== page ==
Joyeuse’s Haydock display has raised York hope

Jockey James Doyle and trainer Lady Cecil embrace after Noble Mission won the Tattersalls Gold Cup (Picture Pat Healy/PA).
Jockey James Doyle and trainer Lady Cecil embrace after Noble Mission won the Tattersalls Gold Cup (Picture Pat Healy/PA).
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THE poignancy will be palpable when Lady Jane Cecil’s Joyeuse is saddled at York before the Totepool Summer Stakes – the day-one highlight of the John Smith’s Cup meeting which is expected to attract more than 50,000 spectators today and tomorrow.

Knavesmire’s tree-lined paddock became a second home to the trainer’s late husband, Sir Henry, and the scene of one of his greatest – certainly most emotional – triumphs when he defied cancer, and his doctors, to produce the world-beating Frankel in the form of his life to land the 2012 Juddmonte International in a career-best performance.

Thirteen months after Sir Henry passed away, his legacy lives on thanks to his widow, who recorded the first Group One success of her training career in May when Noble Mission won the Tattersalls Gold Cup on The Curragh under a tactically brilliant ride from James Doyle.

Never did she believe that she would be able to raise the Cecil family flag over Warren Place stables in Newmarket, a tradition begun by her late husband to signify every victory at the highest level.

Joyeuse has a special place in Lady Jane’s heart after winning her racecourse debut at Lingfield last May just a fortnight before 
Sir Henry lost his fight for life.

Since then, the filly – owned by Prince Khalid Abdullah – has won a Listed race at Salisbury before being unplaced in Newmarket’s 1000 Guineas.

Dropped back in trip, Joyeuse won a six-furlong contest at Haydock – a precursor to 
Noble Mission’s emotional triumph 24 hours later – before finishing second in the group Three Ballyoagan Stakes at Leopardstown a month ago.

“Joyeuse has run really well on both of her starts at six furlongs this season. We were thrilled with her victory at Haydock and it was also a good performance at Leopardstown, where I feel she didn’t quite get the run of the race,” said Lady Cecil.

“You’d have to consider her best run to have been at Haydock where she travelled into the race smoothly before picking up well. She has got an excellent turn of foot, possessing real speed.

“We’ve been pleased with her build-up and her work has been very solid.

“Ground-wise, she has shown that she enjoys getting her toe in, but a quicker surface does not inconvenience her, so we don’t foresee any problems on that front.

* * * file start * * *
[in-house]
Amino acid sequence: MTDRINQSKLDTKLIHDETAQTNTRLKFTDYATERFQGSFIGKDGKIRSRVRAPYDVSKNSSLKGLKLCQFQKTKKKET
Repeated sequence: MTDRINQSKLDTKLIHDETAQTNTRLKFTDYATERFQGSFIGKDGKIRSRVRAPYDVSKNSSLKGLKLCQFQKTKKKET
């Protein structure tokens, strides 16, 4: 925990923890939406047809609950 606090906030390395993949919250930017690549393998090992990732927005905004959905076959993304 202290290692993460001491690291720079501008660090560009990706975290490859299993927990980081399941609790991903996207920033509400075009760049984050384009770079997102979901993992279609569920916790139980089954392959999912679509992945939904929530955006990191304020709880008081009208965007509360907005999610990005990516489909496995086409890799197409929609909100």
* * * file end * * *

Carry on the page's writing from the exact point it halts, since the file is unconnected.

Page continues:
“As a half-sister to Frankel, she has always attracted plenty of interest and we are looking forward to running her at York.

“Of course, Knavesmire was where Frankel gave one of his most memorable performances.

“I shall never forget the exhilarating way in which he won the Juddmonte International.

“Henry loved York and I know Frankel’s win that day meant a huge amount to him.”

Three-year-olds have a decent record against their elders in this Group Three with Serious Attitude, Rose Blossom and Ladies Are Forever winning three in a row between 2009-2011.

Ladies Are Forever also won the corresponding race last year at five and runs again for Malton trainer Geoff Oldroyd while Great Habton-based Tim Easterby’s two runners include Body And Soul, the winner of last year’s MacMillan Charity Sprint Trophy.

The Cecil team are aiming for a double on the card with Mighty Yar who is one of 16 declarations for the GroceryAid Chairman’s Charity Cup.

Lady Cecil’s charge won a valuable event at Newmarket’s Guineas meeting and looks the ideal type for a race like this.

She explained: “Mighty Yar is a horse we’ve always held in high regard.

“He showed when he won a valuable handicap at the Guineas meeting that he is a talented colt.

“After that we ran him on the July Course, but a combination of two or three little things didn’t help him – mainly the ground, which was just on the easy side. He is better suited by a faster surface and I’m sure York’s long straight will be ideal for him.”

Royal Ascot winner Hartnell followed up his win in the Queen’s Vase with an all-the-way success in the Bahrain Trophy at Newmarket.

Stepping back in trip, Joe Fanning was able to dictate his own pace at the head of affairs and never really looked like being hauled back.

Trained at Middleham by Mark Johnston, Hartnell is set to be a leading player in September’s Ladbrokes St Leger – the final Classic of the 2014 Flat season.

“That’s the horse we thought we had,” said Johnston whose Torchlighter then brought up a double for connections.

“The St Leger has got to be the target. We were thinking of that even at the beginning of the year.

“Ground may be an issue as he has run his best races with some cut in the ground.”